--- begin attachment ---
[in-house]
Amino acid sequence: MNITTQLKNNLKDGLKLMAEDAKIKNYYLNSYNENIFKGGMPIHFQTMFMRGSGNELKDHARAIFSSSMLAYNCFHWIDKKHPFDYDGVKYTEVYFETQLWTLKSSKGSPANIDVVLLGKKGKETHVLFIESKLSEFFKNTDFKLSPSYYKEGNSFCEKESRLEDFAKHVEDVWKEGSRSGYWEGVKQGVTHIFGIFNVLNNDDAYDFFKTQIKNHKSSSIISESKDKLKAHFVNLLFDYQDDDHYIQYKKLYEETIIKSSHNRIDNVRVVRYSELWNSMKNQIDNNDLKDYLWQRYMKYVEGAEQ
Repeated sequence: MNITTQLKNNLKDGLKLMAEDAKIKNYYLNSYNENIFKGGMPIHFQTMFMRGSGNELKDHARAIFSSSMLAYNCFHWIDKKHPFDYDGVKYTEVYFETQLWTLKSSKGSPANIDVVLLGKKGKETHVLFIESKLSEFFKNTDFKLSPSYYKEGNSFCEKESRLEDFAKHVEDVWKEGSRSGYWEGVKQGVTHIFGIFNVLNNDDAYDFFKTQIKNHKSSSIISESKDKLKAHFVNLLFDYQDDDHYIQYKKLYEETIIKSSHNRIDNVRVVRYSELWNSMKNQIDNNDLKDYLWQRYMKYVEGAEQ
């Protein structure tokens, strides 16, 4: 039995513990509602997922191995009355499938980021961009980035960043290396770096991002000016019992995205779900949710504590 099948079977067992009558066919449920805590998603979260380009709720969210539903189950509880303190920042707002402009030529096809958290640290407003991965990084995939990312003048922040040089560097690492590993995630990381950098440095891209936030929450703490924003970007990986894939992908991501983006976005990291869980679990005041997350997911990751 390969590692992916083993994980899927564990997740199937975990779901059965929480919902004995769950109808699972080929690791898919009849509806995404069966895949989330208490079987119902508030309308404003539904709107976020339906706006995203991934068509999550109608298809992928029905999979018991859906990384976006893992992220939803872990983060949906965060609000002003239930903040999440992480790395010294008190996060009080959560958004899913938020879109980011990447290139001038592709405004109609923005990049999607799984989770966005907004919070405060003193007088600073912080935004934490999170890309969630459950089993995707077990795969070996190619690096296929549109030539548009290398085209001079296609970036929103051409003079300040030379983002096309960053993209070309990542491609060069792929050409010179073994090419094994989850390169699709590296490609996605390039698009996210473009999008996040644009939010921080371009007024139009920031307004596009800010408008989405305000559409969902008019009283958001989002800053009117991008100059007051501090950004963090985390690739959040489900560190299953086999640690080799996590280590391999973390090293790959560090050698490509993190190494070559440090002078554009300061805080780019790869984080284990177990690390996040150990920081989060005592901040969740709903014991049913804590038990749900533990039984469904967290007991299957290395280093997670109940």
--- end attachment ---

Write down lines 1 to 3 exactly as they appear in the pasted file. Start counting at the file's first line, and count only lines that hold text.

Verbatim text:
[in-house]
Amino acid sequence: MNITTQLKNNLKDGLKLMAEDAKIKNYYLNSYNENIFKGGMPIHFQTMFMRGSGNELKDHARAIFSSSMLAYNCFHWIDKKHPFDYDGVKYTEVYFETQLWTLKSSKGSPANIDVVLLGKKGKETHVLFIESKLSEFFKNTDFKLSPSYYKEGNSFCEKESRLEDFAKHVEDVWKEGSRSGYWEGVKQGVTHIFGIFNVLNNDDAYDFFKTQIKNHKSSSIISESKDKLKAHFVNLLFDYQDDDHYIQYKKLYEETIIKSSHNRIDNVRVVRYSELWNSMKNQIDNNDLKDYLWQRYMKYVEGAEQ
Repeated sequence: MNITTQLKNNLKDGLKLMAEDAKIKNYYLNSYNENIFKGGMPIHFQTMFMRGSGNELKDHARAIFSSSMLAYNCFHWIDKKHPFDYDGVKYTEVYFETQLWTLKSSKGSPANIDVVLLGKKGKETHVLFIESKLSEFFKNTDFKLSPSYYKEGNSFCEKESRLEDFAKHVEDVWKEGSRSGYWEGVKQGVTHIFGIFNVLNNDDAYDFFKTQIKNHKSSSIISESKDKLKAHFVNLLFDYQDDDHYIQYKKLYEETIIKSSHNRIDNVRVVRYSELWNSMKNQIDNNDLKDYLWQRYMKYVEGAEQ